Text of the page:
September 09, 1985 12:00 PM

HBO (Sun. Sept. 8, 8 p.m. ET)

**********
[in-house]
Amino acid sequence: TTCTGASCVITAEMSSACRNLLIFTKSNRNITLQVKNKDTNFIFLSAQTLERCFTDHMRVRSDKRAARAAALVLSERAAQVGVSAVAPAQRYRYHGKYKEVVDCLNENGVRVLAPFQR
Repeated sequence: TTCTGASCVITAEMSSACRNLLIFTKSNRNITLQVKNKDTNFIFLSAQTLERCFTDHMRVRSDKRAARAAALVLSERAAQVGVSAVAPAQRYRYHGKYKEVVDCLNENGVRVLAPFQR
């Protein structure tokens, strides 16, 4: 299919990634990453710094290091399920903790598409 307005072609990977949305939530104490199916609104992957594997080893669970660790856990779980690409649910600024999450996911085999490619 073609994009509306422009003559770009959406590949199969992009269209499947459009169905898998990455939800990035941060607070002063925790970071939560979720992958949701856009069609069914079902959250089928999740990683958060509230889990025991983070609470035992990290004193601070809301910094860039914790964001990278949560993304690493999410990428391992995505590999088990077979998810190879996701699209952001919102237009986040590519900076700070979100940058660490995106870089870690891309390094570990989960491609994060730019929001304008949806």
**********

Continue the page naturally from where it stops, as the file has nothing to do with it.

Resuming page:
Here, on the other hand, is something that pay-cable channels still cannot do well: mini-series. The latest evidence is HBO’s Mussolini, more than three hours of badly written history, of good actors tortured with awful lines. Bob (The Cotton Club) Hoskins plays the Duce, but the story is told through the eyes of Susan (Compromising Positions) Sarandon as Mussolini’s daughter and the wife of Italy’s foreign minister, played by Anthony (The Bunker) Hopkins. The mini comes off more like an adaptation of the song Oh, My Papa than of World War II. Sarandon is forced to say things like this about her dictator dad: “He’s easily hurt.” Poor misunderstood Benito. But you shouldn’t get the impression that the mini gives you the human side of Hitler’s henchman. Nobody looks human here; the characterizations are so sketchy, you have no idea whether to hate or to love these people. And history gets equally short shrift. The show begins with Sarandon gushing: “How could I have known then that Hitler’s power would come to devastate the entire world?” So much for the history lesson. You’re given little sense of how Mussolini rose to power or what led to his decline. You don’t see how he ruled Italy; if he didn’t say he was a fascist, you wouldn’t know it. And on top of all that the plot doesn’t make sense. What plot there is centers on diaries that Hopkins keeps, which are supposed to be his life insurance when pop-in-law Benito plans to shoot him as a traitor. Only problem is, you never get a good idea of why those diaries are so valuable. But TV will try again this fall with a seven-hour NBC mini on Mussolini starring George C. Scott. Last season TV went crazy with movies about Hitler and German fascists. This season Italian fascists seem to be the thing to televise. (Part Two airs Monday.)

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